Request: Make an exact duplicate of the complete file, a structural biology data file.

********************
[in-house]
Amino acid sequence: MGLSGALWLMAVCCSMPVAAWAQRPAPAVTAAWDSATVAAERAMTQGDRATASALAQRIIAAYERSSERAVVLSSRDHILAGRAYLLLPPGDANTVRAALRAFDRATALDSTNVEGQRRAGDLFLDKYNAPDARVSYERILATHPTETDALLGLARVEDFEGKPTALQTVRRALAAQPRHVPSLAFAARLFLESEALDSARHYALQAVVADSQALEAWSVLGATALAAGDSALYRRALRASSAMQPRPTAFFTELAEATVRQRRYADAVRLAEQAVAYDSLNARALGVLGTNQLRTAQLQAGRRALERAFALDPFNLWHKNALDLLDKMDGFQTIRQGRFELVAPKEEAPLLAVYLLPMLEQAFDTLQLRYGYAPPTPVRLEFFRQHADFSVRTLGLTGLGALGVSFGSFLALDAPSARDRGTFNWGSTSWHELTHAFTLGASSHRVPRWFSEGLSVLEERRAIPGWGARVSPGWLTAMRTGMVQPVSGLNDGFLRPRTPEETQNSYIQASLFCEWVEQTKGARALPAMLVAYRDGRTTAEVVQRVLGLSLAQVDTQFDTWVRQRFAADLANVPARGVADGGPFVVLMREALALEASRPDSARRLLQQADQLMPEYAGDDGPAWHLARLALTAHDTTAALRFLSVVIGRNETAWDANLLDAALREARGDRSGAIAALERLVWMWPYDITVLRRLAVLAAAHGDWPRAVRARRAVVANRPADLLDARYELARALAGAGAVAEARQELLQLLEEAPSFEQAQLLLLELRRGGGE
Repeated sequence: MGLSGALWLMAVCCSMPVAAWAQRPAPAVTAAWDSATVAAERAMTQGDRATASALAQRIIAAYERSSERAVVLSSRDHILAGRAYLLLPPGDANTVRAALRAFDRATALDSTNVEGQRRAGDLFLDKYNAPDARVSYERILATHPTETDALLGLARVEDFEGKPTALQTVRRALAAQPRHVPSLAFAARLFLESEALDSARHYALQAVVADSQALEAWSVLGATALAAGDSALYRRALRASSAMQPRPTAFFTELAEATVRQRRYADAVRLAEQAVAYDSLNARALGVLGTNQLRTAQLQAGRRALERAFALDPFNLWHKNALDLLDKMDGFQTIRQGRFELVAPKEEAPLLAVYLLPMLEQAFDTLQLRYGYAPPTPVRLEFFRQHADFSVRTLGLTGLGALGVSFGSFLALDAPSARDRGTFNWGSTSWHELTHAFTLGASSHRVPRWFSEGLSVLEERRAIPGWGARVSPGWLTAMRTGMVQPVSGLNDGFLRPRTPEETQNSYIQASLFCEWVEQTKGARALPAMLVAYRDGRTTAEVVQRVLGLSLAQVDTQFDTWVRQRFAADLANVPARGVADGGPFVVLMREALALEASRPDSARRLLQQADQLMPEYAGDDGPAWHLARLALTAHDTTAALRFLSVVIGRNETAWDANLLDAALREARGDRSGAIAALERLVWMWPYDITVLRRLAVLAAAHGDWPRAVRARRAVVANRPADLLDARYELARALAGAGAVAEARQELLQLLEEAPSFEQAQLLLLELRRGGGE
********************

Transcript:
[in-house]
Amino acid sequence: MGLSGALWLMAVCCSMPVAAWAQRPAPAVTAAWDSATVAAERAMTQGDRATASALAQRIIAAYERSSERAVVLSSRDHILAGRAYLLLPPGDANTVRAALRAFDRATALDSTNVEGQRRAGDLFLDKYNAPDARVSYERILATHPTETDALLGLARVEDFEGKPTALQTVRRALAAQPRHVPSLAFAARLFLESEALDSARHYALQAVVADSQALEAWSVLGATALAAGDSALYRRALRASSAMQPRPTAFFTELAEATVRQRRYADAVRLAEQAVAYDSLNARALGVLGTNQLRTAQLQAGRRALERAFALDPFNLWHKNALDLLDKMDGFQTIRQGRFELVAPKEEAPLLAVYLLPMLEQAFDTLQLRYGYAPPTPVRLEFFRQHADFSVRTLGLTGLGALGVSFGSFLALDAPSARDRGTFNWGSTSWHELTHAFTLGASSHRVPRWFSEGLSVLEERRAIPGWGARVSPGWLTAMRTGMVQPVSGLNDGFLRPRTPEETQNSYIQASLFCEWVEQTKGARALPAMLVAYRDGRTTAEVVQRVLGLSLAQVDTQFDTWVRQRFAADLANVPARGVADGGPFVVLMREALALEASRPDSARRLLQQADQLMPEYAGDDGPAWHLARLALTAHDTTAALRFLSVVIGRNETAWDANLLDAALREARGDRSGAIAALERLVWMWPYDITVLRRLAVLAAAHGDWPRAVRARRAVVANRPADLLDARYELARALAGAGAVAEARQELLQLLEEAPSFEQAQLLLLELRRGGGE
Repeated sequence: MGLSGALWLMAVCCSMPVAAWAQRPAPAVTAAWDSATVAAERAMTQGDRATASALAQRIIAAYERSSERAVVLSSRDHILAGRAYLLLPPGDANTVRAALRAFDRATALDSTNVEGQRRAGDLFLDKYNAPDARVSYERILATHPTETDALLGLARVEDFEGKPTALQTVRRALAAQPRHVPSLAFAARLFLESEALDSARHYALQAVVADSQALEAWSVLGATALAAGDSALYRRALRASSAMQPRPTAFFTELAEATVRQRRYADAVRLAEQAVAYDSLNARALGVLGTNQLRTAQLQAGRRALERAFALDPFNLWHKNALDLLDKMDGFQTIRQGRFELVAPKEEAPLLAVYLLPMLEQAFDTLQLRYGYAPPTPVRLEFFRQHADFSVRTLGLTGLGALGVSFGSFLALDAPSARDRGTFNWGSTSWHELTHAFTLGASSHRVPRWFSEGLSVLEERRAIPGWGARVSPGWLTAMRTGMVQPVSGLNDGFLRPRTPEETQNSYIQASLFCEWVEQTKGARALPAMLVAYRDGRTTAEVVQRVLGLSLAQVDTQFDTWVRQRFAADLANVPARGVADGGPFVVLMREALALEASRPDSARRLLQQADQLMPEYAGDDGPAWHLARLALTAHDTTAALRFLSVVIGRNETAWDANLLDAALREARGDRSGAIAALERLVWMWPYDITVLRRLAVLAAAHGDWPRAVRARRAVVANRPADLLDARYELARALAGAGAVAEARQELLQLLEEAPSFEQAQLLLLELRRGGGE